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STATEMENT OF ASSISTANT SECRETARY CHARLES N. JEFFRESS
ON SECOND NATIONAL ACADEMY OF SCIENCES ERGONOMICS REPORT
Thursday, Jan. 18, 2001
Contact: OSHA Public Affairs
Phone: (202) 693-1999

The second National Academy of Sciences' evaluation of research on musculoskeletal disorders (MSDs) confirms its 1998 report, the 1997 findings of the National Institute for Occupational Safety and Health and OSHA's own analysis verifying the relationship between risk factors at work and MSDs. The 2001 NAS review, prepared by 19 distinguished scientists, also lays to rest any remaining questions about the value of ergonomics programs in preventing these injuries.

Calling MSDs "an important and costly national health problem," the scientists conclude that ergonomic interventions need to be tailored to specific work and worker conditions. They further state that "to be effective, intervention programs should include employee involvement, employer commitment and the development of integrated programs that address equipment design, work procedures, and organization characteristics."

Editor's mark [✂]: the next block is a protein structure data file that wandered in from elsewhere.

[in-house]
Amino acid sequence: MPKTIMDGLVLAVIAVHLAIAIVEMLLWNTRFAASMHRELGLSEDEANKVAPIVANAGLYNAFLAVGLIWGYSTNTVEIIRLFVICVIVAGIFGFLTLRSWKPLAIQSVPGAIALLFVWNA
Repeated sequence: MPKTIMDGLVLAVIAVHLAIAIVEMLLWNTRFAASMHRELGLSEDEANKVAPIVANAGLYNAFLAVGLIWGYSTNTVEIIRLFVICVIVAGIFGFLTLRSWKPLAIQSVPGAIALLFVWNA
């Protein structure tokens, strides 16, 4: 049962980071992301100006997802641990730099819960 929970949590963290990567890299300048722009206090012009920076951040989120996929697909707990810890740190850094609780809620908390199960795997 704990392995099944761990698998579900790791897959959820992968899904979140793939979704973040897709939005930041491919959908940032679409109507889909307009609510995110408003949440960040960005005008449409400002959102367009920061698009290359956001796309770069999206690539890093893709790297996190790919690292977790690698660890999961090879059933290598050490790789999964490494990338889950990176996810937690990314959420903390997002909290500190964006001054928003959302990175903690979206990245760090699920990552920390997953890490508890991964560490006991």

OSHA's ergonomics program standard meets these requirements. Our standard provides the framework to enable employers to effectively respond to the concerns identified by the NAS panel. The standard gives employers the freedom to address problems as they arise and the flexibility to tailor solutions to fit their individual situations. It is a workable, practical approach that will prevent an average of 460,000 injuries annually and save $9 billion each year.


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This news release is on the OSHA Internet homepage at http://www.osha.gov. Information on this release will be made available to sensory impaired individuals upon request. Voice phone: (202) 693-1999.


Archive Notice - OSHA Archive

NOTICE: This is an OSHA Archive Document, and may no longer represent OSHA Policy. It is presented here as historical content, for research and review purposes only.

OSHA News Release - (Archived) Table of Contents

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